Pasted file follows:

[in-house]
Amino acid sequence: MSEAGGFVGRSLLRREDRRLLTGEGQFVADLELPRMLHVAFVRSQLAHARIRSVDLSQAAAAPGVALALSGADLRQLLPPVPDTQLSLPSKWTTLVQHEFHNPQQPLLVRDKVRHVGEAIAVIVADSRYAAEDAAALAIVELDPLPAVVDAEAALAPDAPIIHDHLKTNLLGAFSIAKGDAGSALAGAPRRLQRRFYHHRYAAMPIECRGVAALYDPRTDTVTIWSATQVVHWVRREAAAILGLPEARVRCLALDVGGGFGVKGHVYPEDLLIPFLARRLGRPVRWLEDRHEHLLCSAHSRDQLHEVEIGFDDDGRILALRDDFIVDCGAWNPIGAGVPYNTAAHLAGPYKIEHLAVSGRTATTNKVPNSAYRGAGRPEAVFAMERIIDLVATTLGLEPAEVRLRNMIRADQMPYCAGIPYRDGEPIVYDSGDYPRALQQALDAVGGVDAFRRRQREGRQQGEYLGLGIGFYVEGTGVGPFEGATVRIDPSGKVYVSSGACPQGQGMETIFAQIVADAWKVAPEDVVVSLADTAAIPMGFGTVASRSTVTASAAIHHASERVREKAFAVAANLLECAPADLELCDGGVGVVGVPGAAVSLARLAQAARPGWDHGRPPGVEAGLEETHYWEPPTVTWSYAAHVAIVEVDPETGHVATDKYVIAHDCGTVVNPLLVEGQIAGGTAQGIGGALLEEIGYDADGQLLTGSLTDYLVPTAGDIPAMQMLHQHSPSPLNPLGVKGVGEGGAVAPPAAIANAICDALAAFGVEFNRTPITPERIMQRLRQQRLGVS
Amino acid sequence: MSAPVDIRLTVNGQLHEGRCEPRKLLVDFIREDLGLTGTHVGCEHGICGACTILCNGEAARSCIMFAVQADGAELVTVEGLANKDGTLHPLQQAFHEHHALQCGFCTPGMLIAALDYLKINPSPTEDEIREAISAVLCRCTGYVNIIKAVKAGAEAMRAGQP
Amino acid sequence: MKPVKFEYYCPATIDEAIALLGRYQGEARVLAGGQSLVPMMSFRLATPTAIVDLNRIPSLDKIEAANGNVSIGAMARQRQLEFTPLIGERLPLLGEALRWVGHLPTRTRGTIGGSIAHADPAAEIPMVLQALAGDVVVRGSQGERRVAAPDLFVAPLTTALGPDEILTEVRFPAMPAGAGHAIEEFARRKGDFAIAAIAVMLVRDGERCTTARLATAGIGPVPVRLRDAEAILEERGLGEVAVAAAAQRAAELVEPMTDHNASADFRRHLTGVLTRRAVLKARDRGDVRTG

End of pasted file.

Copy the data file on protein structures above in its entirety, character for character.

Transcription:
[in-house]
Amino acid sequence: MSEAGGFVGRSLLRREDRRLLTGEGQFVADLELPRMLHVAFVRSQLAHARIRSVDLSQAAAAPGVALALSGADLRQLLPPVPDTQLSLPSKWTTLVQHEFHNPQQPLLVRDKVRHVGEAIAVIVADSRYAAEDAAALAIVELDPLPAVVDAEAALAPDAPIIHDHLKTNLLGAFSIAKGDAGSALAGAPRRLQRRFYHHRYAAMPIECRGVAALYDPRTDTVTIWSATQVVHWVRREAAAILGLPEARVRCLALDVGGGFGVKGHVYPEDLLIPFLARRLGRPVRWLEDRHEHLLCSAHSRDQLHEVEIGFDDDGRILALRDDFIVDCGAWNPIGAGVPYNTAAHLAGPYKIEHLAVSGRTATTNKVPNSAYRGAGRPEAVFAMERIIDLVATTLGLEPAEVRLRNMIRADQMPYCAGIPYRDGEPIVYDSGDYPRALQQALDAVGGVDAFRRRQREGRQQGEYLGLGIGFYVEGTGVGPFEGATVRIDPSGKVYVSSGACPQGQGMETIFAQIVADAWKVAPEDVVVSLADTAAIPMGFGTVASRSTVTASAAIHHASERVREKAFAVAANLLECAPADLELCDGGVGVVGVPGAAVSLARLAQAARPGWDHGRPPGVEAGLEETHYWEPPTVTWSYAAHVAIVEVDPETGHVATDKYVIAHDCGTVVNPLLVEGQIAGGTAQGIGGALLEEIGYDADGQLLTGSLTDYLVPTAGDIPAMQMLHQHSPSPLNPLGVKGVGEGGAVAPPAAIANAICDALAAFGVEFNRTPITPERIMQRLRQQRLGVS
Amino acid sequence: MSAPVDIRLTVNGQLHEGRCEPRKLLVDFIREDLGLTGTHVGCEHGICGACTILCNGEAARSCIMFAVQADGAELVTVEGLANKDGTLHPLQQAFHEHHALQCGFCTPGMLIAALDYLKINPSPTEDEIREAISAVLCRCTGYVNIIKAVKAGAEAMRAGQP
Amino acid sequence: MKPVKFEYYCPATIDEAIALLGRYQGEARVLAGGQSLVPMMSFRLATPTAIVDLNRIPSLDKIEAANGNVSIGAMARQRQLEFTPLIGERLPLLGEALRWVGHLPTRTRGTIGGSIAHADPAAEIPMVLQALAGDVVVRGSQGERRVAAPDLFVAPLTTALGPDEILTEVRFPAMPAGAGHAIEEFARRKGDFAIAAIAVMLVRDGERCTTARLATAGIGPVPVRLRDAEAILEERGLGEVAVAAAAQRAAELVEPMTDHNASADFRRHLTGVLTRRAVLKARDRGDVRTG